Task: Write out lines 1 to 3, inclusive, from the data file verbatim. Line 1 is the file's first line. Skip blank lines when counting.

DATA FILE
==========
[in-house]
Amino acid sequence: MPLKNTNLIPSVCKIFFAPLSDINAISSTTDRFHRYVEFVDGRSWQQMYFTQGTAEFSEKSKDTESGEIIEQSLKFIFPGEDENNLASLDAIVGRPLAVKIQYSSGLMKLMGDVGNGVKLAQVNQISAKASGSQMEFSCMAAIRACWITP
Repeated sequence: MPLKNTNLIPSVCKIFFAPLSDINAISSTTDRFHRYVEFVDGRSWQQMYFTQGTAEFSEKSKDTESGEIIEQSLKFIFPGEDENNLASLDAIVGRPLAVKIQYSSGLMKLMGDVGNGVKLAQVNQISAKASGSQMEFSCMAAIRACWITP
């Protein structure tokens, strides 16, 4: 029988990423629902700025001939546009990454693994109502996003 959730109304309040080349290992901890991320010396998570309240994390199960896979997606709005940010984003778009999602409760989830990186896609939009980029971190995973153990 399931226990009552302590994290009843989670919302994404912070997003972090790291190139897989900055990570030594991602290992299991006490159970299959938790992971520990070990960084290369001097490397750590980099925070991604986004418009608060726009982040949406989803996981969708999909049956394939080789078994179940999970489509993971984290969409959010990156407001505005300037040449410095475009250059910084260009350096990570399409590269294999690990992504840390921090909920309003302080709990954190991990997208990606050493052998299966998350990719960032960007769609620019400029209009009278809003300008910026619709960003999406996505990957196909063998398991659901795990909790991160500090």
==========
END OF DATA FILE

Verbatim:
[in-house]
Amino acid sequence: MPLKNTNLIPSVCKIFFAPLSDINAISSTTDRFHRYVEFVDGRSWQQMYFTQGTAEFSEKSKDTESGEIIEQSLKFIFPGEDENNLASLDAIVGRPLAVKIQYSSGLMKLMGDVGNGVKLAQVNQISAKASGSQMEFSCMAAIRACWITP
Repeated sequence: MPLKNTNLIPSVCKIFFAPLSDINAISSTTDRFHRYVEFVDGRSWQQMYFTQGTAEFSEKSKDTESGEIIEQSLKFIFPGEDENNLASLDAIVGRPLAVKIQYSSGLMKLMGDVGNGVKLAQVNQISAKASGSQMEFSCMAAIRACWITP